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Drug tests for senators and representatives
July 27, 2004 6:54 PM   Subscribe

Do senators or representatives take drug tests?
posted by Keyser Soze to Law & Government (23 answers total)
 
No. I'm pretty sure the country isn't quite that depraved just yet.
posted by sfenders at 7:29 PM on July 27, 2004


They'd never pass.
posted by Shane at 8:00 PM on July 27, 2004


there was a Georgia law requiring candidates for public office to be drug-tested: it was thrown out by the Supreme Court
posted by reverendX at 8:11 PM on July 27, 2004


Why does almost every fortune 500 company screen for drugs but we can't make sure our senators aren't doing cocaine?
posted by Keyser Soze at 8:45 PM on July 27, 2004


Good question. I doubt your average congressman or senator is screened for drug use. But what about those with high-level security clearance? Surely folk with clearance are screened regularly...
posted by funkbrain at 8:56 PM on July 27, 2004


Why would you want them to be screened?
posted by mathowie at 9:12 PM on July 27, 2004


Some people with clearance aren't even allowed to go under general anesthetic for dental proceedures without a security officer present, so I would guess there is some sort of chemical profiling going on at that level.
posted by samh23 at 9:14 PM on July 27, 2004


I don't know... are you (Matt) saying that people representing us should have the option to do drugs, if they see fit? My contention is that I find it unjust to declare required drug tests on people that do not have the power to challenge it (such as applying for a job, joining the football team) in the name of public safety, while disregarding the very thought of testing to the people enacting these laws.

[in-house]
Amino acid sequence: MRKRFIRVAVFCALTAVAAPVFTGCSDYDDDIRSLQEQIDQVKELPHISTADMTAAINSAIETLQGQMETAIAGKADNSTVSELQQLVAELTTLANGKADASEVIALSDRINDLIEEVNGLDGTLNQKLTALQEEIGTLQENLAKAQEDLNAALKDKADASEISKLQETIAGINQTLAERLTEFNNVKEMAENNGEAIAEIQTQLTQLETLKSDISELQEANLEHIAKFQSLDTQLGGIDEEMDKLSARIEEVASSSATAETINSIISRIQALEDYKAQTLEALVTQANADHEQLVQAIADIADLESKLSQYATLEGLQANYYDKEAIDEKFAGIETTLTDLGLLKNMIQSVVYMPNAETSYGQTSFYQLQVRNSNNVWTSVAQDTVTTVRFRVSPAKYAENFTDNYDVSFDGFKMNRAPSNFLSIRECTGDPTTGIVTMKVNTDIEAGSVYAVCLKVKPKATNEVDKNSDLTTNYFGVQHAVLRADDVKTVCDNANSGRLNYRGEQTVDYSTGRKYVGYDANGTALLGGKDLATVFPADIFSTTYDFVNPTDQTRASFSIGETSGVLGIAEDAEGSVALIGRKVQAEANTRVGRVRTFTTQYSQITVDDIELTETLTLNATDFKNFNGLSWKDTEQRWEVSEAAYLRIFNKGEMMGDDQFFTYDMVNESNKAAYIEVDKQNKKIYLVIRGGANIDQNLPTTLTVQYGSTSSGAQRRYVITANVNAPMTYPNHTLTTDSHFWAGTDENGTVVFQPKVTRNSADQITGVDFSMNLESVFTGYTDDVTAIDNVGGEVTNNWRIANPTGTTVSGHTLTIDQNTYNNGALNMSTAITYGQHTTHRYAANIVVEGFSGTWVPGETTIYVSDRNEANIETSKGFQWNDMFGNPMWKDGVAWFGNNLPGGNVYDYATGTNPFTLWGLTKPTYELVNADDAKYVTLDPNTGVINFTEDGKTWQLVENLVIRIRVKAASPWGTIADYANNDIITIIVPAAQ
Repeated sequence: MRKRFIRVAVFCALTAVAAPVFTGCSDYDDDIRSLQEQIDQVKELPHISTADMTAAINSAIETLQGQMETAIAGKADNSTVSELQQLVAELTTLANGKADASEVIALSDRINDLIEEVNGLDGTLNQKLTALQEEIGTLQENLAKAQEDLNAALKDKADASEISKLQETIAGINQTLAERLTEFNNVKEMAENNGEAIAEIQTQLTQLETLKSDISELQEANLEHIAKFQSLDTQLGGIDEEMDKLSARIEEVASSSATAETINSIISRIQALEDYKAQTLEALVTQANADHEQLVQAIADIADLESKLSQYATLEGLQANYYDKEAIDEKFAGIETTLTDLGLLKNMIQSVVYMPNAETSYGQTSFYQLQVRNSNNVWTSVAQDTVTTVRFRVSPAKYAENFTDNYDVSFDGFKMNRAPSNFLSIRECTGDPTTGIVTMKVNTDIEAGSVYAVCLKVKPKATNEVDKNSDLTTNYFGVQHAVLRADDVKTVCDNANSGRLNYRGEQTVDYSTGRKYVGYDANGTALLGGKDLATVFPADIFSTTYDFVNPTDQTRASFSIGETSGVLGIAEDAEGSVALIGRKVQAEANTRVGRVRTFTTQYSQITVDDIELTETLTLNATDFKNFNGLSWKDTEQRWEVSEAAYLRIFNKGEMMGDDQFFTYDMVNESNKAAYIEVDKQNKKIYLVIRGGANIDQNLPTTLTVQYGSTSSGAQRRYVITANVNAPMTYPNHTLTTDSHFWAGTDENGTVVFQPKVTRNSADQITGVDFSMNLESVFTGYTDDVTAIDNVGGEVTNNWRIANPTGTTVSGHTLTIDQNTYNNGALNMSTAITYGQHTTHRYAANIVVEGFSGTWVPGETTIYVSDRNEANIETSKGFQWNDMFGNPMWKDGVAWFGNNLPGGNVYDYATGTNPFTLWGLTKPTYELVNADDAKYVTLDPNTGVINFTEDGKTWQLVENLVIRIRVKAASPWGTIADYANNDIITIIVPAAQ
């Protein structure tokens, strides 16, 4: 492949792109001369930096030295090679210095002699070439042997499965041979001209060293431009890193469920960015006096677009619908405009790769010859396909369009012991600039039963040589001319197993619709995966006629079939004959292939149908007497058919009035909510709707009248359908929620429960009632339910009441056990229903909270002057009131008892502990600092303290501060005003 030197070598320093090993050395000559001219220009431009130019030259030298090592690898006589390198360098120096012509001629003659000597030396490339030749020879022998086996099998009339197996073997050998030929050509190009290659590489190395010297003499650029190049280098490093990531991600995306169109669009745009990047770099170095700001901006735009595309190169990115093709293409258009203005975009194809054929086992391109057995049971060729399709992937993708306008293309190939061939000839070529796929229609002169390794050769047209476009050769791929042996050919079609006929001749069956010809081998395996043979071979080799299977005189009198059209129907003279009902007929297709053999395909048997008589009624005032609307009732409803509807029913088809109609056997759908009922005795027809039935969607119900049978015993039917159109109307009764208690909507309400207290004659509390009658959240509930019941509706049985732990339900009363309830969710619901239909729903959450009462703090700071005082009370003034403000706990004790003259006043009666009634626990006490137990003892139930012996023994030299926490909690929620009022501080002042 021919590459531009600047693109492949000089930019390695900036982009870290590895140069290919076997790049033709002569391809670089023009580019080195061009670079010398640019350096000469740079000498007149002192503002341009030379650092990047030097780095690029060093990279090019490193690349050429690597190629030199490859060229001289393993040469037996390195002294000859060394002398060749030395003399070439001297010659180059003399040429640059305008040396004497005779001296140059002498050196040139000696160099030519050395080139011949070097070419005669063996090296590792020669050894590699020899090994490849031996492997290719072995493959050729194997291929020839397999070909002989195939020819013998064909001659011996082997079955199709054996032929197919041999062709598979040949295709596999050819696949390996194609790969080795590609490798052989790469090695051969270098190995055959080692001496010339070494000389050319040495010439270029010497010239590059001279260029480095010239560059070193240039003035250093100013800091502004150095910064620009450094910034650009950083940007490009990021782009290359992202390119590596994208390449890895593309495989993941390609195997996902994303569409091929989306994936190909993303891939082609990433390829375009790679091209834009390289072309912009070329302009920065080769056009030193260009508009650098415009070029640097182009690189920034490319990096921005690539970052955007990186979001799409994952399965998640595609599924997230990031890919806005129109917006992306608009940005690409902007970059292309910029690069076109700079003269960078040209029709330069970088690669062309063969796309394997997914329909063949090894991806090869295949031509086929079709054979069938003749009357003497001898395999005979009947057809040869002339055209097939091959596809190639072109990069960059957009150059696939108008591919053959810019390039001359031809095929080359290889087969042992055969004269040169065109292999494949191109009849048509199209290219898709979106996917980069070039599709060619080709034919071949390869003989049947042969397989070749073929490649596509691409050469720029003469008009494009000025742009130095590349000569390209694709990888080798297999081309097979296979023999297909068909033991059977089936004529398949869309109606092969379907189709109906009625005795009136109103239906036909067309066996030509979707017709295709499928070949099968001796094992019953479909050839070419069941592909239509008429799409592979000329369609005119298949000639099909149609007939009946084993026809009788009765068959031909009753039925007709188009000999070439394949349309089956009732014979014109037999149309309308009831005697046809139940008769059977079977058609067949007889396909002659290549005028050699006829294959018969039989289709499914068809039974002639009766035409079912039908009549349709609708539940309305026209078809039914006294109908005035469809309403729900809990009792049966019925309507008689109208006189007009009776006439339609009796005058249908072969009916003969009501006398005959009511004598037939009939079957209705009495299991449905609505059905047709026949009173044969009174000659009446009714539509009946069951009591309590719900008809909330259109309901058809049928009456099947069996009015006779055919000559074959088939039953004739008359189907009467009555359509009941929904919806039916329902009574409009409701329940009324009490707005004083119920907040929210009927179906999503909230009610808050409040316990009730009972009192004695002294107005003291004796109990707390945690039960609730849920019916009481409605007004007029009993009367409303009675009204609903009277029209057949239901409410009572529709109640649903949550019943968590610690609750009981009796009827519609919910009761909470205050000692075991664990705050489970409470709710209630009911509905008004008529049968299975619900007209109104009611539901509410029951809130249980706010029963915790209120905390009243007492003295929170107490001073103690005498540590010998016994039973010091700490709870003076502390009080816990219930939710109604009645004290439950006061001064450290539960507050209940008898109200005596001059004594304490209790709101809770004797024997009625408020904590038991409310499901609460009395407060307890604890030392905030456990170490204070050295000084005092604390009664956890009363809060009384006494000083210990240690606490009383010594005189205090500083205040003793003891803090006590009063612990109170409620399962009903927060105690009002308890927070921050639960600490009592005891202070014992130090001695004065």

posted by Keyser Soze at 9:39 PM on July 27, 2004


I don't know about you all, but I prefer my congressmen to have a clear head. Regardless of your theories on drug regulation, cocaine messes up the brain in ways I don't need or want in the people who run this country. After all, they're supposed to be representing us.
posted by jmd82 at 10:02 PM on July 27, 2004


I don't know... are you (Matt) saying that people representing us should have the option to do drugs, if they see fit?

I am. If they don't do a good job they won't be elected again. I don't know why anyone cares who they're fucking or what they're doing when they're not passing laws. I'd care much more about what laws they're passing than that.

In addition, I think much of drug testing in professional sports is downright draconian, but it makes some sense because at least in that scenario you have people getting multi-million-dollar contracts and you can be damn sure people signing the bills don't want their bodies to break down.
posted by The God Complex at 10:27 PM on July 27, 2004


I don't know about you all, but I prefer my congressmen to have a clear head

So vote against people you suspect legislate while stoned. Refuse to vote for any candidate who has not passed a whizz quiz.

Why does almost every fortune 500 company screen for drugs but we can't make sure our senators aren't doing cocaine?